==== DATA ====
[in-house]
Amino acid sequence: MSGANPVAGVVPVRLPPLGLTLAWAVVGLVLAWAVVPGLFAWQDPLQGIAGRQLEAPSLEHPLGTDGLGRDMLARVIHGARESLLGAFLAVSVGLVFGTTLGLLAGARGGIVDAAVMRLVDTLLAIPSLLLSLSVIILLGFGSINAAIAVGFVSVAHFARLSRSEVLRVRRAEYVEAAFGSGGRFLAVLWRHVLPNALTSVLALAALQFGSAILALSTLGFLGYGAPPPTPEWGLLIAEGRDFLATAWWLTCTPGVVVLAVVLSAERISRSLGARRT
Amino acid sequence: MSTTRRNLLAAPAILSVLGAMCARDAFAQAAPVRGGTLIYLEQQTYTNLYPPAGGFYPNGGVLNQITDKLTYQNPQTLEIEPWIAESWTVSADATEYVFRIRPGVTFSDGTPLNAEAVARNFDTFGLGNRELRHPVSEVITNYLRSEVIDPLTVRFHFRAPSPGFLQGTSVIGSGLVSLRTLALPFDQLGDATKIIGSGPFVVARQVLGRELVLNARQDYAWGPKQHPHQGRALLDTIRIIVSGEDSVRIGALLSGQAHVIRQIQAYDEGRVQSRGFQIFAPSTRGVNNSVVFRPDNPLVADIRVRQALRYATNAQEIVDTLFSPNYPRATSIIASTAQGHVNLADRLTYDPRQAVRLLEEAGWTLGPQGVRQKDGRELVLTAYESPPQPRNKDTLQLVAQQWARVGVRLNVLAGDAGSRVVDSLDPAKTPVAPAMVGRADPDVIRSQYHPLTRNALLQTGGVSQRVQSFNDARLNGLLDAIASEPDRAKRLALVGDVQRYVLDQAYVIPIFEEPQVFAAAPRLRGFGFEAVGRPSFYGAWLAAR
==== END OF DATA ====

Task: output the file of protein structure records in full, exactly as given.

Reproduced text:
[in-house]
Amino acid sequence: MSGANPVAGVVPVRLPPLGLTLAWAVVGLVLAWAVVPGLFAWQDPLQGIAGRQLEAPSLEHPLGTDGLGRDMLARVIHGARESLLGAFLAVSVGLVFGTTLGLLAGARGGIVDAAVMRLVDTLLAIPSLLLSLSVIILLGFGSINAAIAVGFVSVAHFARLSRSEVLRVRRAEYVEAAFGSGGRFLAVLWRHVLPNALTSVLALAALQFGSAILALSTLGFLGYGAPPPTPEWGLLIAEGRDFLATAWWLTCTPGVVVLAVVLSAERISRSLGARRT
Amino acid sequence: MSTTRRNLLAAPAILSVLGAMCARDAFAQAAPVRGGTLIYLEQQTYTNLYPPAGGFYPNGGVLNQITDKLTYQNPQTLEIEPWIAESWTVSADATEYVFRIRPGVTFSDGTPLNAEAVARNFDTFGLGNRELRHPVSEVITNYLRSEVIDPLTVRFHFRAPSPGFLQGTSVIGSGLVSLRTLALPFDQLGDATKIIGSGPFVVARQVLGRELVLNARQDYAWGPKQHPHQGRALLDTIRIIVSGEDSVRIGALLSGQAHVIRQIQAYDEGRVQSRGFQIFAPSTRGVNNSVVFRPDNPLVADIRVRQALRYATNAQEIVDTLFSPNYPRATSIIASTAQGHVNLADRLTYDPRQAVRLLEEAGWTLGPQGVRQKDGRELVLTAYESPPQPRNKDTLQLVAQQWARVGVRLNVLAGDAGSRVVDSLDPAKTPVAPAMVGRADPDVIRSQYHPLTRNALLQTGGVSQRVQSFNDARLNGLLDAIASEPDRAKRLALVGDVQRYVLDQAYVIPIFEEPQVFAAAPRLRGFGFEAVGRPSFYGAWLAAR